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Headlands International Dark Sky Park
The largest forested tract in the vicinity of Mackinaw City is The Headlands, an Emmet County park that spans over 600 acres and features 2 miles of shoreline on Cecil Bay and the Straits of Mackinac. This unique park includes 4.3 miles trail, two rental houses, outstanding views of the Mackinac Bridge and an interesting history.
The park is the former vacation retreat of the McCormick family, who amassed its fortune by inventing the reaping machine in the 1800s and then creating International Harvester. Roger McCormick established the area in the late 1950s when he hired a helicopter and dropped 50lb. sacks of flour to mark the boundaries of the property he wanted to purchase.
The Headlands remained in the hands of the Chicago industrialist until his death in 1968, when the property was assumed by the McCormick Foundation. In 1966 the Little Traverse Conservancy assisted Emmet County to acquire the tract with the help of a Michigan Natural Resources Trust Fund. County officials then turned the two McCormick vacation homes, including the impressive Beach House designed by Chicago architect Roy Binkley, into rentals and the maze of two-tracks on the property into a trail system.
In 2011, The Headlands was designated an International Dark Sky Park, only the sixth such park in the United States and the ninth in the world. Since then the county has established a 24-hour parking area, trail and stretch of lakeshore for dark sky viewing and monthly programs at the Beach House with a local night-sky expert. Shipwreck enthusiasts will also find The Headlands interesting as several vessels lie just off shore.
The woodlands and undeveloped shoreline are home to 20 species of wildflowers a variety of plants, including endangered Dwarf Lake Iris and the threatened Pitcher’s Thistle. Wildlife that can be spotted includes bald eagles, osprey, white tail deer, wild turkeys, coyotes and occasionally even a black bear.
The two-track trails are short and make the Headlands an easy hike, off-road bike ride or Nordic ski outing that is ideal for families. A number of loops are possible but the entire perimeter of the trail system is only 3.5 miles. What is described below is a 4-mile loop that includes the most interesting and scenic sections of the park.
The main trailhead just off Wilderness Park Drive is where most visitors begin their outing at the Headlands. Follow the Park Road for 200 yards to the well marked junction with Trail. Posted in red markers, Frog Pond Trail winds through a dark stand of cedar before breaking out at McCormick Lake at Mile 0.6 and arriving at the Guest House at Mile 0.8. Follow the Park road to pick up the Coastal Trail, marked in yellow within a 100 yards.
The Coastal Trail quickly drops down to the public beach where it is not well marked. It follows the sandy shore for a quarter mile and then becomes a faint two-track that leads away from the water into the trees and at Mile 1.3 pops out at the Dark Sky Viewing Area Trailhead. Follow the Park Road to the left around the Beach House to reach the end of it where there is parking and a trailhead for Ridgeline Trail, the park’s longest at 1.5 miles and is posted in yellow.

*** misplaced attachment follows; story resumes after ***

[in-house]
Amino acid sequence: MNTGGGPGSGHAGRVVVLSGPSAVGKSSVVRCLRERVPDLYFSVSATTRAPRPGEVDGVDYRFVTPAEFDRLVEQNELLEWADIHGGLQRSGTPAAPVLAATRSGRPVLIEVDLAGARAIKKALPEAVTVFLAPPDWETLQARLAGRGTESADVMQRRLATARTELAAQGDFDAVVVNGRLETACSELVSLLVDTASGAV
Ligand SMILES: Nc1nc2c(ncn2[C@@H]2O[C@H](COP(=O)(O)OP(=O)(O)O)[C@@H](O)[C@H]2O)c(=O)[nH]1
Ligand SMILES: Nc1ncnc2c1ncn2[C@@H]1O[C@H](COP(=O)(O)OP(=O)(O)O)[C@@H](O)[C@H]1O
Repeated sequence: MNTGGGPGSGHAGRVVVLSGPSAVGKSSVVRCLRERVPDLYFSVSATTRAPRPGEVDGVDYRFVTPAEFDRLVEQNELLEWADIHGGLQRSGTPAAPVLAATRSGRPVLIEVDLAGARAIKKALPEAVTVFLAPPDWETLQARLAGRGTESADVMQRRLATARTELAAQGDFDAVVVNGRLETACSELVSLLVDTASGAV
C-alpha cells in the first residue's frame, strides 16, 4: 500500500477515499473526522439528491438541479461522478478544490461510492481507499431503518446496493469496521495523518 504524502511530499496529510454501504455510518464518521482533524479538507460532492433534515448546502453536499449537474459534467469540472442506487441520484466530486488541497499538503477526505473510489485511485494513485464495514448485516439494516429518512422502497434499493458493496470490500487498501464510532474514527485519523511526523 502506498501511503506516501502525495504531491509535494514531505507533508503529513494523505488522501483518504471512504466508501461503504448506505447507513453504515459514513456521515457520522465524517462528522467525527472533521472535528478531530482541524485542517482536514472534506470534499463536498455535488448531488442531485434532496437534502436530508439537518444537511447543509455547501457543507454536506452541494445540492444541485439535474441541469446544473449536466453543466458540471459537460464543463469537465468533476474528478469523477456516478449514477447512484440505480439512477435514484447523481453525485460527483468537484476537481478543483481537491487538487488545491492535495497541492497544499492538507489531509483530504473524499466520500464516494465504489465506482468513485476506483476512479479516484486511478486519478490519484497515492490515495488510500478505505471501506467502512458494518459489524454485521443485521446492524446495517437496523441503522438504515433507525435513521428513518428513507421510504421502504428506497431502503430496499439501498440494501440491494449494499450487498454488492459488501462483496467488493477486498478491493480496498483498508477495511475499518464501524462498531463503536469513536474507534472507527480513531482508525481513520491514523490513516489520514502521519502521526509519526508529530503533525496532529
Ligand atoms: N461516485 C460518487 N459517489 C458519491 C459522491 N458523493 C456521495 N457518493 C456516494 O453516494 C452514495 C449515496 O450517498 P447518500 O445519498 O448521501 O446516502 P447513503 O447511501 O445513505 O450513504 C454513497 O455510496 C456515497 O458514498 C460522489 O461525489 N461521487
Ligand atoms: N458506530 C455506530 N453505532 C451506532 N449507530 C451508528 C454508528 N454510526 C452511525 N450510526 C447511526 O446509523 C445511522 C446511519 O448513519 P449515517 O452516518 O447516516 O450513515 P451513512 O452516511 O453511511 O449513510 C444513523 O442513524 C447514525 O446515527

The Ridgeline Trail quickly passes a spur to the beach and then begins an interesting stretch through a cedar forest where you skirt the base of a steep shoreline bluff, the headlands from which the park earns its name. There is rarely a view of the water through the trees but on a windy day the roar of waves crashing ashore fill the woods.
At Mile 2.3 you have another chance to follow a spur, the left-hand fork, to the shoreline and you should as it gives way to an incredible view of Mackinac Bridge and any vessels passing through. The right-hand fork of Ridgeline Trail climbs to the top of the Headlands and within a quarter mile comes to the first of two junctions with the Overlook Trail, marked in green. This 0.8-mile semi-loop leads you out to a viewing point of the Headlands. If it’s May there will indeed be trilliums lining the trail.
You return to the Ridgeline Trail at Mile 3.6 and by heading east (right) you will return to the main trailhead in less than a half mile. Along the way you pass a junction with the Old Orchard Trail, a 0.82-mile loop through mostly open fields.
At main trailhead is a parking lot, picnic table, information kiosk and a vault toilet. The other two trailheads that offer limited parking are the Dark Sky Viewing Traihead and Voyager Trailhead, both near the Beach House.
The park offers two facilities for rental by the public; the Beach House, which accommodates 18 people in two bedrooms, and the Guest House that provides accommodations for 22 people in four bedrooms on three levels. Both have full kitchens and a conference area and are reserved through Emmet County (231-436-4051).
There are no vehicle or entry fees at the Headlands.
From I-75 in Mackinaw City depart at exit 338 and then turn west on Central Avenue. Follow Central Avenue for 2 miles and then turn south on Wilderness Park Drive. The park entrance is reached in a quarter mile.
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